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The Missouri River has quickly become known in the fly fishing world as one of the most productive trout fisheries in North America. Nestled under majestic cliffs at the top of the canyon stretch, The Lodge at Eagle Rock is the newest all-inclusive luxury fishing lodge on the Missouri River. In addition to some of the finest trout fishing in the world, guests at the Lodge at Eagle Rock will enjoy attentive service, gourmet meals, luxury accommodations, and personalized packages with professional outfitters and guides. Whether you want to pit your skills against the browns and rainbows of the Missouri, take a jet-boat ride to the "Land of the Giant's", wade fishing hoppers on Prickly Pear Creek, or a raft trip down the Dearborn --- the Lodge at Eagle Rock the one destination on the Missouri River that can put it all together for you.
A typical package at the lodge is seven nights with six days of fishing, although a trip of any length of stay can be arranged. Please contact Yellow Dog for full details.
The Lodge at Eagle Rock is an impressively renovated, 8,000 square-foot historic inn that combines a magnificent setting, rustic elegance, and modern amenities. The lodge was designed using local, antique, and natural materials to provide a sense of history and harmony. From the 100-year-old barn-wood floors to the hammered copper back splash behind bar and river-rock fireplace in the great room and lounge, the lodge feels like Montana. It is an absolute ideal place for large groups seeking a private lodge experience.
The Lodge will comfortably accommodate 16 guests in 8 beautiful guest rooms. Each room has two full beds, private travertine-tiled bathrooms, flat-screen televisions, and wireless Internet connections. The suite features a jetted tub and walk-in, rain-head shower.
The lodge has a full bar that is the perfect place to relax after a long day fishing. Have a snack, swap fishing stories, watch a game on one of the big-screen TVs, or enjoy a game of darts, pool, ping pong, or shuffleboard. After dinner, you can also relax in front of the river-rock fireplace and set up a game of chess, checkers, or cards. The Lodge also has a small business center with computers, satellite Internet, printers, scanners, and a fax.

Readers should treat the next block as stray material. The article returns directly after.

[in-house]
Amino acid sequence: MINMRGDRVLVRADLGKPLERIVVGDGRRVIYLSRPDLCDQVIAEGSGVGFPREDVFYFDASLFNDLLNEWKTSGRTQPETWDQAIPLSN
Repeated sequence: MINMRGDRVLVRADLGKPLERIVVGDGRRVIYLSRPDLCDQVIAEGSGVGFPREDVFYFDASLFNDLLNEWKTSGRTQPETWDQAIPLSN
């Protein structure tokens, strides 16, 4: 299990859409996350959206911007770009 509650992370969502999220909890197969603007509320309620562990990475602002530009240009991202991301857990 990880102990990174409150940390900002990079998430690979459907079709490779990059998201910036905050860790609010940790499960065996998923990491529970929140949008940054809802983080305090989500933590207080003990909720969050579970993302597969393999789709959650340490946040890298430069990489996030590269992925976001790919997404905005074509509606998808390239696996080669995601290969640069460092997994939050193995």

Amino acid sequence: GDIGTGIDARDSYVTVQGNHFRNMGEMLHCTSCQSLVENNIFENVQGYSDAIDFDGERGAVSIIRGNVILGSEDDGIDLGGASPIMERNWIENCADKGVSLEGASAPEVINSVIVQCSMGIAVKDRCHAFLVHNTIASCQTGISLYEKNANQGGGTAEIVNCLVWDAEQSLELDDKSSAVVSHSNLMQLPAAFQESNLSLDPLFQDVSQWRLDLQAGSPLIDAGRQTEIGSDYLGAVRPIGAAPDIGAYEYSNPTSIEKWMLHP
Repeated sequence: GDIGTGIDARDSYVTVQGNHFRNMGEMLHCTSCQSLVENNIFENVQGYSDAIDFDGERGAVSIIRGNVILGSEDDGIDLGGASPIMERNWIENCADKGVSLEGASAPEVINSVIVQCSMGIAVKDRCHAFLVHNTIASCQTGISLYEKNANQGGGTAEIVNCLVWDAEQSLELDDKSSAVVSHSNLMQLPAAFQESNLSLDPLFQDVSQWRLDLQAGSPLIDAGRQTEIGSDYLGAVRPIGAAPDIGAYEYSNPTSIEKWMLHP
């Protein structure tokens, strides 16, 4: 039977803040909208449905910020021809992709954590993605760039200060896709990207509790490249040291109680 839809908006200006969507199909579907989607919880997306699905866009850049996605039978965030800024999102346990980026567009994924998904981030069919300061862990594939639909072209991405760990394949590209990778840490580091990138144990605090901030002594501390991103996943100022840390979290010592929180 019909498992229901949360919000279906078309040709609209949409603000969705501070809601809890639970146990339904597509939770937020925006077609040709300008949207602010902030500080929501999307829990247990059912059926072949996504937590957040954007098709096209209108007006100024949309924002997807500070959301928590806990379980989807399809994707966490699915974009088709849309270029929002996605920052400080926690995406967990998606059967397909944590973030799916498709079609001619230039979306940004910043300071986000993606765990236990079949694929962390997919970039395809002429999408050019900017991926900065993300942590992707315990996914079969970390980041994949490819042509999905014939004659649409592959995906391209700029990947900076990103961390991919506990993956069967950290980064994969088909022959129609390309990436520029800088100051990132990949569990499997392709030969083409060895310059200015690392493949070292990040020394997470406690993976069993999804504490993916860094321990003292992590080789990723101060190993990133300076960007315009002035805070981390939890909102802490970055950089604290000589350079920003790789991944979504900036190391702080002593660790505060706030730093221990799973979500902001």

The lodge has a gift shop that carries apparel that features The Lodge logo, and some of the other sundries you might have forgotten on your trip. If you’re passionate about tying flies, please feel free to spend some time at the complimentary tying bench. It’s well stocked and ready for the seasoned tyer, or the novice who wants to learn the ropes.
The Lodge at Eagle Rock prepares the finest in Montana cuisine with mostly locally raised meats and vegetables. The Lodge has a full kitchen and dining room where you will enjoy a beautifully prepared cold breakfast buffet of yogurt, muffins, cereal, and fresh fruit. Or choose a hot, made-to-order American breakfast with eggs, bacon, sausage, and potatoes. Streamside lunches include creative sandwiches, Lodge-baked pastries, fresh fruit, salads, and more. For dinner we promise you will be dazzled by four-course gourmet fare from our classically trained chef.
The Missouri River below Holter Dam near the town of Craig, MT is a classic "tailwater" fishery. The cool temperatures and steady flow, combined with prolific insect life, provide an ideal environment for trophy trout and the Missouri River has some of the highest fish counts of any trout stream in the country.